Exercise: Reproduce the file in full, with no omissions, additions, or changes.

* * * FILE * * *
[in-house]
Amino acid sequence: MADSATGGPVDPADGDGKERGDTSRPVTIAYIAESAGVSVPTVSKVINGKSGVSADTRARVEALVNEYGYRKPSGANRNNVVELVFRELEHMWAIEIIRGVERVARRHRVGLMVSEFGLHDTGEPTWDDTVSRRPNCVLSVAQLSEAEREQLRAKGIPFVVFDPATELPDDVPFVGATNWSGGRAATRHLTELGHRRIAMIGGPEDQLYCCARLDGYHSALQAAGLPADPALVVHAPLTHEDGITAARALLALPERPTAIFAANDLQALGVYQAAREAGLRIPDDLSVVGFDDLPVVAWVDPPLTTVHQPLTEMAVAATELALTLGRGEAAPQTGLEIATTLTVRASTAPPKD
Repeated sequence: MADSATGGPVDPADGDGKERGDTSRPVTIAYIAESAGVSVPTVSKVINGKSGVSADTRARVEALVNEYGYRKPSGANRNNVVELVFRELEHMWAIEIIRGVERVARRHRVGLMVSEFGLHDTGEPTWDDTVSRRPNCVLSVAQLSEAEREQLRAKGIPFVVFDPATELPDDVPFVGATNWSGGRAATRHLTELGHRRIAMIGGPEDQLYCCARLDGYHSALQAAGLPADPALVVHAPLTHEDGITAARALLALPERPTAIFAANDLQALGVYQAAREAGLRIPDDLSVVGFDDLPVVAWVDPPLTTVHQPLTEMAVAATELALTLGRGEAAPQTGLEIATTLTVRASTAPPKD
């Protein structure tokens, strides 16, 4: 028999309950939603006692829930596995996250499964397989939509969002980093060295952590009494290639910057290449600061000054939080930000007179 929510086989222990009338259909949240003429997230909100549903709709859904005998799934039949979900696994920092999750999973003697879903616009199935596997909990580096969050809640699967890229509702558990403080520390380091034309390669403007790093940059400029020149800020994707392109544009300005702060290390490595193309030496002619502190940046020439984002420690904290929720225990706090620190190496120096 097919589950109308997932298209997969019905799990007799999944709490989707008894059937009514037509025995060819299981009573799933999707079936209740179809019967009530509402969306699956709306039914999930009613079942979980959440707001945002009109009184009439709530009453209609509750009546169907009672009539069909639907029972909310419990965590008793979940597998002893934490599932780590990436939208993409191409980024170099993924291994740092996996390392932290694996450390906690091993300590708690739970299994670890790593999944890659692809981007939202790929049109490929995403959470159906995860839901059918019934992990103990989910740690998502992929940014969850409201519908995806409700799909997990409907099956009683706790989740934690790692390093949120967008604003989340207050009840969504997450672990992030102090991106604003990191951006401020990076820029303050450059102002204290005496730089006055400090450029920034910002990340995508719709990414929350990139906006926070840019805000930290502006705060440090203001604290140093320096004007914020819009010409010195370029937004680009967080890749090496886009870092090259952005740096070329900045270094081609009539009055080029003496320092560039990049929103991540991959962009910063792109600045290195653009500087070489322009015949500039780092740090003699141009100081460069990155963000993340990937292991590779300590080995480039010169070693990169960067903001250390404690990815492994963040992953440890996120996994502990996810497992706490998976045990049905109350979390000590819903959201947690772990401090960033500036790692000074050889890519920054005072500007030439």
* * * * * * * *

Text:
[in-house]
Amino acid sequence: MADSATGGPVDPADGDGKERGDTSRPVTIAYIAESAGVSVPTVSKVINGKSGVSADTRARVEALVNEYGYRKPSGANRNNVVELVFRELEHMWAIEIIRGVERVARRHRVGLMVSEFGLHDTGEPTWDDTVSRRPNCVLSVAQLSEAEREQLRAKGIPFVVFDPATELPDDVPFVGATNWSGGRAATRHLTELGHRRIAMIGGPEDQLYCCARLDGYHSALQAAGLPADPALVVHAPLTHEDGITAARALLALPERPTAIFAANDLQALGVYQAAREAGLRIPDDLSVVGFDDLPVVAWVDPPLTTVHQPLTEMAVAATELALTLGRGEAAPQTGLEIATTLTVRASTAPPKD
Repeated sequence: MADSATGGPVDPADGDGKERGDTSRPVTIAYIAESAGVSVPTVSKVINGKSGVSADTRARVEALVNEYGYRKPSGANRNNVVELVFRELEHMWAIEIIRGVERVARRHRVGLMVSEFGLHDTGEPTWDDTVSRRPNCVLSVAQLSEAEREQLRAKGIPFVVFDPATELPDDVPFVGATNWSGGRAATRHLTELGHRRIAMIGGPEDQLYCCARLDGYHSALQAAGLPADPALVVHAPLTHEDGITAARALLALPERPTAIFAANDLQALGVYQAAREAGLRIPDDLSVVGFDDLPVVAWVDPPLTTVHQPLTEMAVAATELALTLGRGEAAPQTGLEIATTLTVRASTAPPKD
């Protein structure tokens, strides 16, 4: 028999309950939603006692829930596995996250499964397989939509969002980093060295952590009494290639910057290449600061000054939080930000007179 929510086989222990009338259909949240003429997230909100549903709709859904005998799934039949979900696994920092999750999973003697879903616009199935596997909990580096969050809640699967890229509702558990403080520390380091034309390669403007790093940059400029020149800020994707392109544009300005702060290390490595193309030496002619502190940046020439984002420690904290929720225990706090620190190496120096 097919589950109308997932298209997969019905799990007799999944709490989707008894059937009514037509025995060819299981009573799933999707079936209740179809019967009530509402969306699956709306039914999930009613079942979980959440707001945002009109009184009439709530009453209609509750009546169907009672009539069909639907029972909310419990965590008793979940597998002893934490599932780590990436939208993409191409980024170099993924291994740092996996390392932290694996450390906690091993300590708690739970299994670890790593999944890659692809981007939202790929049109490929995403959470159906995860839901059918019934992990103990989910740690998502992929940014969850409201519908995806409700799909997990409907099956009683706790989740934690790692390093949120967008604003989340207050009840969504997450672990992030102090991106604003990191951006401020990076820029303050450059102002204290005496730089006055400090450029920034910002990340995508719709990414929350990139906006926070840019805000930290502006705060440090203001604290140093320096004007914020819009010409010195370029937004680009967080890749090496886009870092090259952005740096070329900045270094081609009539009055080029003496320092560039990049929103991540991959962009910063792109600045290195653009500087070489322009015949500039780092740090003699141009100081460069990155963000993340990937292991590779300590080995480039010169070693990169960067903001250390404690990815492994963040992953440890996120996994502990996810497992706490998976045990049905109350979390000590819903959201947690772990401090960033500036790692000074050889890519920054005072500007030439």